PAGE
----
"Quidquid dicendum est, libere dicam." -Cicero

                by BennyAbelard on Fri Aug 25, 2006 at 07:32:57 PM PDT

                [ Parent ]

              •  If people want to engage in risky (1+ / 0-)
                Recommended by:
                armadillo

                behaviors like smoking or biking without a helmet or driving without a seatbelt that is their right - just don't expect the rest of us to subsidize their risky behavior with higher insurance premiums and higher taxes.

                (-2.75,-4.77) America let Bush play with its Army and he broke it.

                by Sam I Am on Fri Aug 25, 2006 at 07:35:45 PM PDT

                [ Parent ]

              •  Ohh, now I don't buy that (0+ / 0-)

                I wouldn't wax self-righteous about the "cult of self-centeredness", hon.  Since the whole point of insurance of all sorts is to spread risk it is, frankly, not your frickin' business what the risks are and from whom.

                Right.  So, then, you would assert that I should be paying the same for life insurance as someone who hang-glides?  Should I pay as much for auto insurance as someone who has had six accidents?  Should I, more to the point, have to pay for an increase in the cost of life insurance because someone else shoots himself in the head so that his wife and kids can have a couple of million dollars?

                Another idea of insurance, and specifically of variable rates, is to reward the kind of behavior the insurer wants to encourage.  Since the insurer can't verify that the driver is wearing his seat belt until after he's thrown from the car headfirst into a tree, it seems to me that insurance that gave you a lower rate based on whether you tick the box saying 'I will always wear my seatbelt' and don't get any money if you are caught not wearing it is...

                ...a horrendously bad idea, but only because I think that everyone in the world should have free health care, regardless of their lifestyle.  However, indulging in risky and stupid behavior (e.g. unprotected sex with strangers) just because you know that society will be there to clean up your messes (e.g. provide you free AIDS drugs for the rest of your life) is the epitome of selfishness.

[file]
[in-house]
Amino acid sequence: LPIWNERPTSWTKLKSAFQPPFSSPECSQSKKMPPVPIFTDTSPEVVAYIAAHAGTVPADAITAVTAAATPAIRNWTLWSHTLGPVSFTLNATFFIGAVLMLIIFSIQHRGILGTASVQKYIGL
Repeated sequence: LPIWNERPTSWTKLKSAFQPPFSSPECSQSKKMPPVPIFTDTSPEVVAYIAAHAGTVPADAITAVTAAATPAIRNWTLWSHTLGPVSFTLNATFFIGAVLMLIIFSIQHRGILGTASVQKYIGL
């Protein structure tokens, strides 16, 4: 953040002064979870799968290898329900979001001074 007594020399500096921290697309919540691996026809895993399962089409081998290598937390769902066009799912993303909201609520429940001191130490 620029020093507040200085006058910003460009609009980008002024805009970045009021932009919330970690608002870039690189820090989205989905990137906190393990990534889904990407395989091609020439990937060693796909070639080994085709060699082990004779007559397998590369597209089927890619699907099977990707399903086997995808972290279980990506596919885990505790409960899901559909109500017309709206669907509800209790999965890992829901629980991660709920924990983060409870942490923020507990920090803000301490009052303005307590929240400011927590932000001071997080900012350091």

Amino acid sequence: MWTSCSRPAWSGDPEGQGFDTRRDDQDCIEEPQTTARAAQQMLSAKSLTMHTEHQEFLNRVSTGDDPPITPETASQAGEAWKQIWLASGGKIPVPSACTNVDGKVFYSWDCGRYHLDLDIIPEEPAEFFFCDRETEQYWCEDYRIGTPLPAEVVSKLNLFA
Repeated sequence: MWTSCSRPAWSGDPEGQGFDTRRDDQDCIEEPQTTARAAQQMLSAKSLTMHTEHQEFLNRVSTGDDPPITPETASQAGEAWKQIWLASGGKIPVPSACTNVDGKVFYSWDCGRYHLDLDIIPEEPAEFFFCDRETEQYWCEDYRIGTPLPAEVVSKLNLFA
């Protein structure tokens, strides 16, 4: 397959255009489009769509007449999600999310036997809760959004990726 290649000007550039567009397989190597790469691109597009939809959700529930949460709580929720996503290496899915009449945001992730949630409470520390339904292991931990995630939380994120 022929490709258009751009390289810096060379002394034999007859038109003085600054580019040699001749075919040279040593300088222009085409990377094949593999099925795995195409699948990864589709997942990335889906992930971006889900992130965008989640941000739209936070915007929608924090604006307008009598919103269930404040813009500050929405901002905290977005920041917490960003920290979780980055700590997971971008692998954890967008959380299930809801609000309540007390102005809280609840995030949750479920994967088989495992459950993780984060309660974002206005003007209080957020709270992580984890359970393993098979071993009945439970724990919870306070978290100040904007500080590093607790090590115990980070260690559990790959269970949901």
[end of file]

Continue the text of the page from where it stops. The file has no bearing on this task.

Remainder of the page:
I would say that it is indeed our responsibility as a society to provide health care to all our citizens.  But, if that is so, is it not the responsibility of each individual citizen to minimize the burden he or she places on the rest of society, to the greatest extent they can without being unduly burdened themselves?  (Of course, in a free society the only measure of 'undue burden' is the individual's sense of responsibility.)  If that is true, then all of a sudden it seems to me that legislating seat belts (seat belts, for god's sake) is no worse than, say, legislating child support.  Except, of course, that there is no one for whom fastening their seat belt is an 'undue burden'.

                If you want the state to take care of you, then there are some rules that you have to follow.  It's called the social compact, and if it includes fastening your seat belt, well, it's hard for me to imagine anything more innocuous that can prevent so many people from becoming a burden to society.

                -fred

        •  I agree with you Sean (2+ / 0-)
          Recommended by:
          JaciCee, armadillo